Ambulance deputy defends £232,000 a year boss

The under-fire £232,000-a-year chief executive of two ambulance trusts is an ‘extremely hard worker’, his deputy in the West Midlands has said, following criticisms that his salary is 'obscene'.

Kath Perry
Councillor Kath Perry

But Anthony Marsh has come under fire from councillors after missing the one opportunity a year a committee in Staffordshire had to question him.

Diane Scott, deputy chief executive of West Midlands Ambulance Service, defended Mr Marsh amid concerns that it was too much for one person to run both WMAS and another ambulance service in the East of England. It comes after it emerged his salary has been increased by £50,000.

See also: West Midlands Ambulance Service chief being paid 'double the money he should', health minister says. 

Conservative junior health minister Dan Poulter said the pay packet was 'obscene' and has called for a review. However WMAS said Mr Marsh was saving taxpayers £100,000 a year by taking on the work of two chief executives and running the East of England Ambulance Service Trust (EEAST) as well. He has been tasked with turning it around following a damning report he wrote on it last year.

On top of his salary, he also stays in hotels funded by the taxpayer and spends up to £400 a week on taxis to take him between the two areas.

Meanwhile a letter leaked to West Bromwich East MP Tom Watson, written by former East of England Ambulance Service chairman Geoffrey Harris, also raised concerns about Mr Marsh’s appointment. In the letter last year, ahead of Mr Marsh taking up the post, Mr Harris said: “We cannot see how any chief executive, no matter how competent and experienced, working on a part-time basis could commit sufficient time and focus to EEAST to address the organisation’s leadership, management and developmental needs.”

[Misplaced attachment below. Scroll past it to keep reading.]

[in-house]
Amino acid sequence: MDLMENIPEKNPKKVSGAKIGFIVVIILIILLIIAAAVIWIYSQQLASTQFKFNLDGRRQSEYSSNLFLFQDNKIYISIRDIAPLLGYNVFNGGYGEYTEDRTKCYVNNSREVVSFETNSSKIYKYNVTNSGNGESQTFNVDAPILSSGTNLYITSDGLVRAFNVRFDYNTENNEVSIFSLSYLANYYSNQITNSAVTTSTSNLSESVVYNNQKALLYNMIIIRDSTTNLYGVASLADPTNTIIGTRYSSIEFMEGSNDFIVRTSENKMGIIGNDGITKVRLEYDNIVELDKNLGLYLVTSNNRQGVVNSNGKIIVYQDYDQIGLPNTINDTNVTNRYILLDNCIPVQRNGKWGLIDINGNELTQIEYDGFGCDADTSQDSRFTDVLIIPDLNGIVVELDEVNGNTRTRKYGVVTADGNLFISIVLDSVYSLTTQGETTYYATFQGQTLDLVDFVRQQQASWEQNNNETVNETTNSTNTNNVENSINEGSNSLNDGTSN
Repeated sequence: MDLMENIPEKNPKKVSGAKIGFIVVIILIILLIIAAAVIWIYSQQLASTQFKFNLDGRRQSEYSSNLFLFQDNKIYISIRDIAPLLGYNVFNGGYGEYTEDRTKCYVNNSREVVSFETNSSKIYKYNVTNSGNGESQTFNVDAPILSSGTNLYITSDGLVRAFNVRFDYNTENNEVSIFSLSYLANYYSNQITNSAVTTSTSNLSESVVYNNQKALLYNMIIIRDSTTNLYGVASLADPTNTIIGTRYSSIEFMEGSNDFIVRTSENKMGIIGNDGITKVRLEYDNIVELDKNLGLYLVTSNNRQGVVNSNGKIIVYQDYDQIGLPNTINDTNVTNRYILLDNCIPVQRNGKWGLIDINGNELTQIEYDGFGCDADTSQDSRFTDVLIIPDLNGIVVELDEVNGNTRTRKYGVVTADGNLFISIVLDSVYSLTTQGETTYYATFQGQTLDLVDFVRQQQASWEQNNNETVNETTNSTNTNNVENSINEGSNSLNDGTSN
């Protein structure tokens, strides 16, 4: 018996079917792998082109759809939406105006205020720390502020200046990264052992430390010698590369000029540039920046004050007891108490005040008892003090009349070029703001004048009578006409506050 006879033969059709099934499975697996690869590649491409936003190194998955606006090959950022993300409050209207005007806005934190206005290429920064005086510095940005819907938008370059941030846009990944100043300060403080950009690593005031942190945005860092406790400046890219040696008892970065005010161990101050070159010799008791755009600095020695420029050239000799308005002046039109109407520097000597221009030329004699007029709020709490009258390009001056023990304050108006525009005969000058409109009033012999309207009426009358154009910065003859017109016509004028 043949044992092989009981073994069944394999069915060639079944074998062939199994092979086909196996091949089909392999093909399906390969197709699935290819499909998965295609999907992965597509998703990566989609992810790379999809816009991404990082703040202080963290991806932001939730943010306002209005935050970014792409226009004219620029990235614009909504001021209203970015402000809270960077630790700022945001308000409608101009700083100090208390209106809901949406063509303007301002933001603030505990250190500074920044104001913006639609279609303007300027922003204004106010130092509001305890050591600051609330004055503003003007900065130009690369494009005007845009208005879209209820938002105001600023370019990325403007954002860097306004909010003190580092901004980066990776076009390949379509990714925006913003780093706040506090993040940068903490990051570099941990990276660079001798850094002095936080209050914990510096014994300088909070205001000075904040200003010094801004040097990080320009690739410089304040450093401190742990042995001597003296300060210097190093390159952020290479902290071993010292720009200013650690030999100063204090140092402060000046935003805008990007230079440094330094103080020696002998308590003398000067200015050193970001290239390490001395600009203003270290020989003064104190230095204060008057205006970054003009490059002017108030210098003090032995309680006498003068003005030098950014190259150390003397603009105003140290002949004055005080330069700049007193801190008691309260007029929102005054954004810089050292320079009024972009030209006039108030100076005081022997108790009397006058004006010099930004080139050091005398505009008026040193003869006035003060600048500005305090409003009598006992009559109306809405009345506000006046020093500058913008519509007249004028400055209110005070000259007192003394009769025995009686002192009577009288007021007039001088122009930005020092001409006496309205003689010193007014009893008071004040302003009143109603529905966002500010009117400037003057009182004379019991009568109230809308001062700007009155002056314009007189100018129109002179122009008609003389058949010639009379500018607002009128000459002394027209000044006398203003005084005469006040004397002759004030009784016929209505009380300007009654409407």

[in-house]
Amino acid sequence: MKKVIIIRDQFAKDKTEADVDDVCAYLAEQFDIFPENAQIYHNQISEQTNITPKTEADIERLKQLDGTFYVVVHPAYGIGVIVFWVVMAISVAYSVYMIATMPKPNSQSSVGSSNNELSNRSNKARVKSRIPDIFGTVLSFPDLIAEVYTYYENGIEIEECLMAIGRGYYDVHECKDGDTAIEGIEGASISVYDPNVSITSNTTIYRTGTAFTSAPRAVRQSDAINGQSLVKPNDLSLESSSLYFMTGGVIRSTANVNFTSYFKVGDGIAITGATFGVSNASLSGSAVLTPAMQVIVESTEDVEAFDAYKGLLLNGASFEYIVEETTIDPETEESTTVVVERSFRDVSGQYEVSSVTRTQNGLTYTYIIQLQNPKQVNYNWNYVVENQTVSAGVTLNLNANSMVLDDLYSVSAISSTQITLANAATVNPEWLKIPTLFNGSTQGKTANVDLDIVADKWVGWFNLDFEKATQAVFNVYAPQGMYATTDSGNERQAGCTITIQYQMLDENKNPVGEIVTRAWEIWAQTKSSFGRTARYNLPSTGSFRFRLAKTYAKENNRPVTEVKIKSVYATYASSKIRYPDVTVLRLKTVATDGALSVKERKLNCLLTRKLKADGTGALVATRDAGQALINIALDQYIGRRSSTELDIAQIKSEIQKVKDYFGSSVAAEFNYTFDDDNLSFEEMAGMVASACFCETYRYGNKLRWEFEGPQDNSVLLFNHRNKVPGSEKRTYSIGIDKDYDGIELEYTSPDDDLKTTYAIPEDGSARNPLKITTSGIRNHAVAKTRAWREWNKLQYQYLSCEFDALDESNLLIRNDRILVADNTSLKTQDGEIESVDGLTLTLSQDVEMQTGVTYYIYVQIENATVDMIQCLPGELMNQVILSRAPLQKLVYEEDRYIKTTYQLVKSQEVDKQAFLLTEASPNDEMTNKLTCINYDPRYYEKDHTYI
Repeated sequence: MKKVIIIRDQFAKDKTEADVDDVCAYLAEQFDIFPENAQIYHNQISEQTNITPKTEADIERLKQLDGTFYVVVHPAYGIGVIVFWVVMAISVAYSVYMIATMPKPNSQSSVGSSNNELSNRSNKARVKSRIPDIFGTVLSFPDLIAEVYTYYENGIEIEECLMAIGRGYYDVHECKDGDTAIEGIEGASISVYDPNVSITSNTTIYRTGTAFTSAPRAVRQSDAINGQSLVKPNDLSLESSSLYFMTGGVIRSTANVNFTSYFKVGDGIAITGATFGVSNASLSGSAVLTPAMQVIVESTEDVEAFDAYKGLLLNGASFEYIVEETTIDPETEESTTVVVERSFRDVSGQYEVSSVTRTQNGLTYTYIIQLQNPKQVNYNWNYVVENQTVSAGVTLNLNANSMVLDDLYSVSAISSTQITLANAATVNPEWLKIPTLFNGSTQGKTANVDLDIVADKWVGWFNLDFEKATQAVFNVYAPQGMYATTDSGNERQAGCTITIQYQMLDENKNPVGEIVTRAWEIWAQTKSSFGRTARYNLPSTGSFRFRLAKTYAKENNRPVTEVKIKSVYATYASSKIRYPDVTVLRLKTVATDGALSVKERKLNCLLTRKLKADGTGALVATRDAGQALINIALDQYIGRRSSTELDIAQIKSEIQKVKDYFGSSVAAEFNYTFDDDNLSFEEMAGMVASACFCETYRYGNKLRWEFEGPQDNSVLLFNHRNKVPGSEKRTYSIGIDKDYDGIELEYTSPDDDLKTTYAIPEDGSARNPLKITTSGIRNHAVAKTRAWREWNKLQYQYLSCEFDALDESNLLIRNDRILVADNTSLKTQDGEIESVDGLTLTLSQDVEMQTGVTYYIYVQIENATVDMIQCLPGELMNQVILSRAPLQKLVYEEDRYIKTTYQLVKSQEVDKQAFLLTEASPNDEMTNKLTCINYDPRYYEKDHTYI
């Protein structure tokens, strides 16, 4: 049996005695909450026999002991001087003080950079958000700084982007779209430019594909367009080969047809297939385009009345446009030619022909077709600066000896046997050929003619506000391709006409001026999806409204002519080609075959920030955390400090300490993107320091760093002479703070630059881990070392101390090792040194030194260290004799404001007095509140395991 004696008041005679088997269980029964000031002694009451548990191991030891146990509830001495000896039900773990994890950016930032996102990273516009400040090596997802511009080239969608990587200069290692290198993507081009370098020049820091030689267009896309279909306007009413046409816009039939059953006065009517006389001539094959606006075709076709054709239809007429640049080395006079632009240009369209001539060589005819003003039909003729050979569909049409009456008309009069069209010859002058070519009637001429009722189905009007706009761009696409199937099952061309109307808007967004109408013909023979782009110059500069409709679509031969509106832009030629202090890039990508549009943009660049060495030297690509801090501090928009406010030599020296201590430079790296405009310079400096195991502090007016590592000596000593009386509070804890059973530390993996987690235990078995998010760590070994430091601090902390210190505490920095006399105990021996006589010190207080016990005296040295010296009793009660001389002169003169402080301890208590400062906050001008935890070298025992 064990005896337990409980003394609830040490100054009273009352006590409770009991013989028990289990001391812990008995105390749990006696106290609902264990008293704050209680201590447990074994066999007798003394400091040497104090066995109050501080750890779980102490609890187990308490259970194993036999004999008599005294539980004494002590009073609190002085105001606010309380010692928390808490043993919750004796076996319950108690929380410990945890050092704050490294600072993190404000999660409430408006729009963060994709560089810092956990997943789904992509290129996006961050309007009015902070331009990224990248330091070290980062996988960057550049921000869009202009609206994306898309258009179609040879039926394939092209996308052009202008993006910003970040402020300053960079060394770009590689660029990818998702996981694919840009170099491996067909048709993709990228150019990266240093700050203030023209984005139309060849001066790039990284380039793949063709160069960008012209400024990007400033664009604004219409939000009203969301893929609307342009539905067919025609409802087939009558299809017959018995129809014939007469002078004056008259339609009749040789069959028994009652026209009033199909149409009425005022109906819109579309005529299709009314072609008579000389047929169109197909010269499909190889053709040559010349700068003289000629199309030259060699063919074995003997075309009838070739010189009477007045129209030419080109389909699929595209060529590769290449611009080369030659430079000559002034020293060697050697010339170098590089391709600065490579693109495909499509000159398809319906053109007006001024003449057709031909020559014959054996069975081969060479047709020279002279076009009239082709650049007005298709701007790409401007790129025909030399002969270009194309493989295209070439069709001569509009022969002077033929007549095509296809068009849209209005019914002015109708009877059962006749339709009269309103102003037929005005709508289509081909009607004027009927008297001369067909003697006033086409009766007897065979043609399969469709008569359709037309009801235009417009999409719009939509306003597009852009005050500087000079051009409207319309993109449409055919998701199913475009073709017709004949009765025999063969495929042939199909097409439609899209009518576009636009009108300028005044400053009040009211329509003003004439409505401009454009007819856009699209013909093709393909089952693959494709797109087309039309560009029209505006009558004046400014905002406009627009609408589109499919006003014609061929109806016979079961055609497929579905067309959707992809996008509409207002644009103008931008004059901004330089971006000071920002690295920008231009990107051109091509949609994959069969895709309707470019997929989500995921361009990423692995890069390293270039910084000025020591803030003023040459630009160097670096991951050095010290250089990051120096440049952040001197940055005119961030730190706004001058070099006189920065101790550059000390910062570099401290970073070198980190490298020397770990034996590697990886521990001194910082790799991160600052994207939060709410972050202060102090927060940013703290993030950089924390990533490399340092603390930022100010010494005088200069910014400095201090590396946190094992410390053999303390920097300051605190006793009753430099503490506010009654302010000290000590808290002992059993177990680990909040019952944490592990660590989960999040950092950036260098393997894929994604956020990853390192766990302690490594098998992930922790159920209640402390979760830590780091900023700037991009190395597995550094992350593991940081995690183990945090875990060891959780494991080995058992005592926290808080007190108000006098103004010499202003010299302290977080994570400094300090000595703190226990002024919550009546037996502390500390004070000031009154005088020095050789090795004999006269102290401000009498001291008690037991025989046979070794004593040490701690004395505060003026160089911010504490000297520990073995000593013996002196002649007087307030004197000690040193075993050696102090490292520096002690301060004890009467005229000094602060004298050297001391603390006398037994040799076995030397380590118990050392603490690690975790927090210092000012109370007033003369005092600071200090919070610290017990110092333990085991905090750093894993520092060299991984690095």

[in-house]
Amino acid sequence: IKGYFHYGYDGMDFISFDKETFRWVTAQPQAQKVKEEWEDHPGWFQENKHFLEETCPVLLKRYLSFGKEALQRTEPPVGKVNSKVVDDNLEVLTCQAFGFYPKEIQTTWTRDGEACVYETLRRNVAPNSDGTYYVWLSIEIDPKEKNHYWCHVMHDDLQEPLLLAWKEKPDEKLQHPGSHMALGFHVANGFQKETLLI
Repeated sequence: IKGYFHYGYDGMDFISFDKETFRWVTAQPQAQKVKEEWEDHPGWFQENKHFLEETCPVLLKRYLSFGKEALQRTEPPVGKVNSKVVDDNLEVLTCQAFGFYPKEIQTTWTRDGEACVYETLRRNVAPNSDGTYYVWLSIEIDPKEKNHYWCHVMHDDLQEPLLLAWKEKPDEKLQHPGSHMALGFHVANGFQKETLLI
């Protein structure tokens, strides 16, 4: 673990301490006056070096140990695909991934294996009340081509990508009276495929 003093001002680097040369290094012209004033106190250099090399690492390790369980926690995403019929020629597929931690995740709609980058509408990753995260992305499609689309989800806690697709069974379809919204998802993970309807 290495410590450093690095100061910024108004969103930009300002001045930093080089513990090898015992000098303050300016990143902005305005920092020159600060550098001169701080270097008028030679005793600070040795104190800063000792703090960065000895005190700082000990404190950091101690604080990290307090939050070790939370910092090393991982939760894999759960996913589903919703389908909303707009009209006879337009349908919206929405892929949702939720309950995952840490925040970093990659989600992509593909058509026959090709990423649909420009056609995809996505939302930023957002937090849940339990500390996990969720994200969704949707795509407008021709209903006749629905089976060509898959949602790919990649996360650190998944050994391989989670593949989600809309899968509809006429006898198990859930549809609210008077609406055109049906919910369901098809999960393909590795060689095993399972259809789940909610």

But Ms Scott said: “Mr Marsh is an extremely hard worker. Both trusts agreed the arrangements. He only wants the best for patients. He is assisting East of England. If at any time the trusts thought it was detrimental the arrangement would end.”

Do you think Mr Marsh's salary is fair? 

Ms Scott attended a meeting of Staffordshire’s health scrutiny committee in Mr Marsh’s place along with other members of staff.

Chairman of the committee Councillor Kath Perry said: “I am a little disappointed that the chief executive couldn’t be with us.

“It’s once a year we hold the ambulance trust to account and it’s disappointing he’s not here.”

Speaking after the meeting she added: “The chief executive is the figurehead of the trust. We tried to agree a date that was suitable but were told it would be September or October at the earliest.”

Agendas were printed saying the 'chief executive and colleagues' would attend but councillors had know in advance that he would not be there.

See also: West Midlands Ambulance Service boss in £50k pay rise.

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Comments for: "Ambulance deputy defends £232,000 a year boss"


I simply cant get my head around the gall

his pay is obscene!